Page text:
Introduction to Nursing Research NRS 433
Grand Canyon University
November 23, 2014
Introduction As discussed in their study, Effectiveness of two cushions in the prevention of heel pressure ulcers, (2009), by Heyneman, Vanderwee, Grypdonck, and Defloor, pressure ulcers are a constant concern for nursing professionals. Pressure ulcers are emotionally, physically, and financially expensive. More evidence-based practice research into effective methods of reducing the incidence of pressure ulcers is needed. The authors sought to fill the gap in research on the effectiveness of a wedge-shaped cushion versus a typical pillow for preventing heel pressure ulcers. This paper critically evaluates this study’s ethical guidelines, the variables involved in the research, the methods of data collection and analyses, and the implications of its findings for current nursing practice.
Protection of Human Participants
Benefits and Risks By their participation, the sample population contributed to essential research affecting evidence-based care. In their research, the authors discovered that heel pressure ulcers often occur within the first few days of hospitalization, and early prevention with the use of a wedge-shaped cushion is a more effective intervention than using a standard pillow for heel elevation. A risk the participants incurred, while participating in the study, was that those not receiving the wedge-shaped cushion as a treatment were more likely to develop a heel pressure ulcer, and they were more likely to incur the consequential costs. The article did not list any resources as a means of addressing these costs. However, those that did not receive the wedge-shaped cushion for treatment were administered pillows as an intervention. Per the statistical outcomes listed in the article, a standard pillow was still an effective means of reducing the incidence of heel pressure ulcers (Heyneman et al, 2009).
Ethical Considerations The ethics committee of all participating facilities approved this study. 162 participants either voluntarily signed or, if unable to make their own decisions, a relative of the patient signed a written informed consent before the start of the research. There was no mention in the article regarding recruitment efforts, confidentiality, nor any planning to compensate for financial issues that the participants may incur (Heyneman et al, 2009).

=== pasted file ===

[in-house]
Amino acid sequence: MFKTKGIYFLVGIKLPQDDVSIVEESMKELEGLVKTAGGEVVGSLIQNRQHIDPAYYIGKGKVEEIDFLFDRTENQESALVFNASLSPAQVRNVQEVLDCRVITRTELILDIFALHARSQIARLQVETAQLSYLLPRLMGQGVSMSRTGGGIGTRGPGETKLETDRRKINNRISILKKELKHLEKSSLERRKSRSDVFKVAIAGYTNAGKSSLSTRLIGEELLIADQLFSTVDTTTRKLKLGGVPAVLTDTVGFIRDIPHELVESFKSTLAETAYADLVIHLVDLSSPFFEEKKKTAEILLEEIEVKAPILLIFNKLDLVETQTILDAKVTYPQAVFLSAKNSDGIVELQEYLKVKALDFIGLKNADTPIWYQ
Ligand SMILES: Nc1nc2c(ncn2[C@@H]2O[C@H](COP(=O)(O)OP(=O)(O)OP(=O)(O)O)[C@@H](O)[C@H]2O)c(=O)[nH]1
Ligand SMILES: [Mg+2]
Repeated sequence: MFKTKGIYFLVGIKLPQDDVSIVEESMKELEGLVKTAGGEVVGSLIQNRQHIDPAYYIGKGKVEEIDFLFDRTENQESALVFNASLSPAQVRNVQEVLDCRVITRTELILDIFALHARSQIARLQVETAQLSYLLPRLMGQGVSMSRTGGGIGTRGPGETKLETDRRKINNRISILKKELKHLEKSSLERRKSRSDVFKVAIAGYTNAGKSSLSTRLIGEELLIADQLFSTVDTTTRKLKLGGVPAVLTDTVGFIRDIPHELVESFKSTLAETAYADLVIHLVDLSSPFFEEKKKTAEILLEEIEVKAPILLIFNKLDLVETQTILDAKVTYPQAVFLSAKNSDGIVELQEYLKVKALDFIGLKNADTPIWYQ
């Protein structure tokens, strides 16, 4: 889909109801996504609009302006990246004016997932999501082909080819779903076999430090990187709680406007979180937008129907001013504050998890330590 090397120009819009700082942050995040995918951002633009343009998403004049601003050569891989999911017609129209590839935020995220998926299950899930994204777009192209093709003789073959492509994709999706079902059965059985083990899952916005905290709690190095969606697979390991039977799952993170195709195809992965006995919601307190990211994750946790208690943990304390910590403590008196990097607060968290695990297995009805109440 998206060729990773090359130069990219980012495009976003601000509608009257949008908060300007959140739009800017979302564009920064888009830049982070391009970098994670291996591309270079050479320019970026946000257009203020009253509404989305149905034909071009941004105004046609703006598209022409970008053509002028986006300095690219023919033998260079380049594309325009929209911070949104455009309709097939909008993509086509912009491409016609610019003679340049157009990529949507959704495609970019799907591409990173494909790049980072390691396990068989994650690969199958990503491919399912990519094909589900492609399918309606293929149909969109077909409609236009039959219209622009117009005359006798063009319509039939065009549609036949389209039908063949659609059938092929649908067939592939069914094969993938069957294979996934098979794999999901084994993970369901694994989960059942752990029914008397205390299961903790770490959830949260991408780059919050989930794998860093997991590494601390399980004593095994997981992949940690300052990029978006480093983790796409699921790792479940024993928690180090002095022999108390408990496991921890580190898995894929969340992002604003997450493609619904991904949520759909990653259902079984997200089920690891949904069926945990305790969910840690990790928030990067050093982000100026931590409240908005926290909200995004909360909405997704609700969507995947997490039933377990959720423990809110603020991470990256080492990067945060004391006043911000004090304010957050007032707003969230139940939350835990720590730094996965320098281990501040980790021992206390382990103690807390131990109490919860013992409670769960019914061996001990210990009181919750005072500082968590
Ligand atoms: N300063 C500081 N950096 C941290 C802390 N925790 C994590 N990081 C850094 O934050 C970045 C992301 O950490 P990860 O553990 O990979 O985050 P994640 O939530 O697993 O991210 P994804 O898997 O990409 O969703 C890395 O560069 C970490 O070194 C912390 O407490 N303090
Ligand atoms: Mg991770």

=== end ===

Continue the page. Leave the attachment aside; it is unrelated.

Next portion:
The independent variables of this study were the “wedgeshaped, bedwide, viscoelastic foam cushion and a standard pillow,” (Heyneman et al, 2009, p. 114). The researchers standardized the size, dimensions and raw materials of the pillow and the wedge-shaped cushion for all participants.
The dependent variables included that the patients: were older than 75 years, were in either a nursing home or an acute care hospital, were expected to stay in the facility longer than 3 days, had a grade 1 nonblanchable erythema (NBE) on a heel, were considered “at-risk” for the development of a grade 2 (or more) pressure ulcer, and were turned every 4 hours. All nurses were trained to assess the skin using the European Pressure Ulcer Advisory Panel (EPUAP 1999) classification system (Heyneman et al, 2009).
Collection Techniques In order to minimize extraneous variables, the EPUAP classification system and the Braden Scale were adopted. Using clear definitions, ulcers were staged using a grading system of 1-4. Differentiation in grading was assisted by using a 4 cm x 4 cm transparent pressure disk. Skin integrity was assessed during the morning shift, daily. The authors did not mention the length of time to complete the study (Heyneman et al, 2009).
Data Management and Analysis
There was no mention about the data management other than the tools, interventions and techniques utilized (see above). In order to reduce bias and promote rigor in their analysis, patients were randomly selected based upon